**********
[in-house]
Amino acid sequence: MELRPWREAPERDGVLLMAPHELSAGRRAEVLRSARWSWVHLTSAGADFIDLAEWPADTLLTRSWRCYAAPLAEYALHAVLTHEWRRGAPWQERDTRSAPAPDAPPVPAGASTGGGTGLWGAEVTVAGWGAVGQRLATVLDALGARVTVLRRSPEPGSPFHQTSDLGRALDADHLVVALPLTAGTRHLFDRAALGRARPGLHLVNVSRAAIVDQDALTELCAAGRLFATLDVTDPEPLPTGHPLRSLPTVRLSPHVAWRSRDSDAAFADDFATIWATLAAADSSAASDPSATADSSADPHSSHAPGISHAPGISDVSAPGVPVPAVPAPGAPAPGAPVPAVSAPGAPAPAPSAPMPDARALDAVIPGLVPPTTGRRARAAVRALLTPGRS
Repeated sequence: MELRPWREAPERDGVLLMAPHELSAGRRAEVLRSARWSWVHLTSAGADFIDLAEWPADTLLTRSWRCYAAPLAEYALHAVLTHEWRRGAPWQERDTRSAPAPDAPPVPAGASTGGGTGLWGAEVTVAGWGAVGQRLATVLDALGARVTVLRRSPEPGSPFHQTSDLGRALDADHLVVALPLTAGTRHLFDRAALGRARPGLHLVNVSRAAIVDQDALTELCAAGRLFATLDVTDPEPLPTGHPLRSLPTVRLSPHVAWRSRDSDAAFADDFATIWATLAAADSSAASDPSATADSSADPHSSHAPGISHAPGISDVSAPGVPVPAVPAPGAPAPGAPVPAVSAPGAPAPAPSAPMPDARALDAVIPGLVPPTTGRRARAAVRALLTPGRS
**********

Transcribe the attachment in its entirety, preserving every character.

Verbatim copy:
[in-house]
Amino acid sequence: MELRPWREAPERDGVLLMAPHELSAGRRAEVLRSARWSWVHLTSAGADFIDLAEWPADTLLTRSWRCYAAPLAEYALHAVLTHEWRRGAPWQERDTRSAPAPDAPPVPAGASTGGGTGLWGAEVTVAGWGAVGQRLATVLDALGARVTVLRRSPEPGSPFHQTSDLGRALDADHLVVALPLTAGTRHLFDRAALGRARPGLHLVNVSRAAIVDQDALTELCAAGRLFATLDVTDPEPLPTGHPLRSLPTVRLSPHVAWRSRDSDAAFADDFATIWATLAAADSSAASDPSATADSSADPHSSHAPGISHAPGISDVSAPGVPVPAVPAPGAPAPGAPVPAVSAPGAPAPAPSAPMPDARALDAVIPGLVPPTTGRRARAAVRALLTPGRS
Repeated sequence: MELRPWREAPERDGVLLMAPHELSAGRRAEVLRSARWSWVHLTSAGADFIDLAEWPADTLLTRSWRCYAAPLAEYALHAVLTHEWRRGAPWQERDTRSAPAPDAPPVPAGASTGGGTGLWGAEVTVAGWGAVGQRLATVLDALGARVTVLRRSPEPGSPFHQTSDLGRALDADHLVVALPLTAGTRHLFDRAALGRARPGLHLVNVSRAAIVDQDALTELCAAGRLFATLDVTDPEPLPTGHPLRSLPTVRLSPHVAWRSRDSDAAFADDFATIWATLAAADSSAASDPSATADSSADPHSSHAPGISHAPGISDVSAPGVPVPAVPAPGAPAPGAPVPAVSAPGAPAPAPSAPMPDARALDAVIPGLVPPTTGRRARAAVRALLTPGRS